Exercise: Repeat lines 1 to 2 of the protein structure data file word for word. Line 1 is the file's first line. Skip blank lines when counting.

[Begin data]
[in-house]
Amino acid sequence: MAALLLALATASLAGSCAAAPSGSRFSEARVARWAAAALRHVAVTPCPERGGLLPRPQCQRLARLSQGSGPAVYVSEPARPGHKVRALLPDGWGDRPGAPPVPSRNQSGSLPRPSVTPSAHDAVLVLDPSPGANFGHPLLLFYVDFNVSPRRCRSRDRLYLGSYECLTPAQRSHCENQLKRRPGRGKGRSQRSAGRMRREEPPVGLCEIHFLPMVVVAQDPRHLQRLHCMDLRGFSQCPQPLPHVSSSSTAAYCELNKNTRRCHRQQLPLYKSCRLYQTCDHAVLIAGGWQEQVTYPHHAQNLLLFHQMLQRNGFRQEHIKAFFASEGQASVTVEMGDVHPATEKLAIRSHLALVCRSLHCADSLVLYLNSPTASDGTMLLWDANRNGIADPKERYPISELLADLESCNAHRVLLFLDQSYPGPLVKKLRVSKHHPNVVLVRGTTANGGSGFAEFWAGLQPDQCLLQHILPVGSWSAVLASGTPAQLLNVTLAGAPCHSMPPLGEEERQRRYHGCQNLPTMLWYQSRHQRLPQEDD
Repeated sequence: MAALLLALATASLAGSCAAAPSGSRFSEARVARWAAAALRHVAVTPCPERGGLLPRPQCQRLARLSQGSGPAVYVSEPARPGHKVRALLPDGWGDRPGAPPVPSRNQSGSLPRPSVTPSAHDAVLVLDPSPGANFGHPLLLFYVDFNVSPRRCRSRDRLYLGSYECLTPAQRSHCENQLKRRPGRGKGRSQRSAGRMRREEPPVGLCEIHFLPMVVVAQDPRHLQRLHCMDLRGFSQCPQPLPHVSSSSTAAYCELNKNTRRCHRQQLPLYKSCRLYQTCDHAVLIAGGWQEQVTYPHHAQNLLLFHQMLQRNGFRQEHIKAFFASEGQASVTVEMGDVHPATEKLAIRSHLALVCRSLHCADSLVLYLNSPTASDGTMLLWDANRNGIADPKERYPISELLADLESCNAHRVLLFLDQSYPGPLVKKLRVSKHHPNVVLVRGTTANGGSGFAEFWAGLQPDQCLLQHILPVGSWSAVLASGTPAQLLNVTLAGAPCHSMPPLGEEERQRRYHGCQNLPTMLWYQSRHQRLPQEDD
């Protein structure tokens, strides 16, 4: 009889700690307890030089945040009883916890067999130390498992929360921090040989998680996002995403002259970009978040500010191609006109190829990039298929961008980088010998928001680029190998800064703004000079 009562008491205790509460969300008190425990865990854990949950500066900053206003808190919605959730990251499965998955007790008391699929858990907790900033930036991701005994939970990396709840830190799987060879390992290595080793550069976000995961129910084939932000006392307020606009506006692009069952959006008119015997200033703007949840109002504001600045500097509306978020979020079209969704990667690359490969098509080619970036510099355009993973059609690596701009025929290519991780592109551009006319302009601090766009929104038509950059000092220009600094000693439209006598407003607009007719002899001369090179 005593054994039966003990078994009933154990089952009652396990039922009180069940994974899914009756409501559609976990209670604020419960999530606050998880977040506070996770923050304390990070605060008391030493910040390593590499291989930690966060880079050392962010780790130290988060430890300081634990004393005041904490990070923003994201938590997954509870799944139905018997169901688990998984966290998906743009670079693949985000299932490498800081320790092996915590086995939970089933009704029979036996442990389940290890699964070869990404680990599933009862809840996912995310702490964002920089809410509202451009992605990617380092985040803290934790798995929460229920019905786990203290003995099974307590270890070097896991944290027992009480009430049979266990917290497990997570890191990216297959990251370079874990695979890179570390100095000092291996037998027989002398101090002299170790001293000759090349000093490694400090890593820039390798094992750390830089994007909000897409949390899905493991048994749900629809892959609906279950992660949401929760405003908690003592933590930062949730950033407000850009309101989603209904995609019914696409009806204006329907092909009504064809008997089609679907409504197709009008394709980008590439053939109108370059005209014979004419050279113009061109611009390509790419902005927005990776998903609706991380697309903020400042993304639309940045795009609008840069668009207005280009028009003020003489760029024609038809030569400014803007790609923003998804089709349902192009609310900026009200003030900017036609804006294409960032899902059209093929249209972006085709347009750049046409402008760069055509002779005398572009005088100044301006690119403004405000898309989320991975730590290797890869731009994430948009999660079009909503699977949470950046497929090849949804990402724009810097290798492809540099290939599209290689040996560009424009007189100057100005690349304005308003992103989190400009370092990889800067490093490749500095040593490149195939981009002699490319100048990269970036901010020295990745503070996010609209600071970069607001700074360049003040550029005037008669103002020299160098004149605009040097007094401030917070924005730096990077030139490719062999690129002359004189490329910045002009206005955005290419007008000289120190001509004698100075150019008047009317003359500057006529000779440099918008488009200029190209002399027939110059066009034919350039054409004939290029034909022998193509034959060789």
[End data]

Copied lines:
[in-house]
Amino acid sequence: MAALLLALATASLAGSCAAAPSGSRFSEARVARWAAAALRHVAVTPCPERGGLLPRPQCQRLARLSQGSGPAVYVSEPARPGHKVRALLPDGWGDRPGAPPVPSRNQSGSLPRPSVTPSAHDAVLVLDPSPGANFGHPLLLFYVDFNVSPRRCRSRDRLYLGSYECLTPAQRSHCENQLKRRPGRGKGRSQRSAGRMRREEPPVGLCEIHFLPMVVVAQDPRHLQRLHCMDLRGFSQCPQPLPHVSSSSTAAYCELNKNTRRCHRQQLPLYKSCRLYQTCDHAVLIAGGWQEQVTYPHHAQNLLLFHQMLQRNGFRQEHIKAFFASEGQASVTVEMGDVHPATEKLAIRSHLALVCRSLHCADSLVLYLNSPTASDGTMLLWDANRNGIADPKERYPISELLADLESCNAHRVLLFLDQSYPGPLVKKLRVSKHHPNVVLVRGTTANGGSGFAEFWAGLQPDQCLLQHILPVGSWSAVLASGTPAQLLNVTLAGAPCHSMPPLGEEERQRRYHGCQNLPTMLWYQSRHQRLPQEDD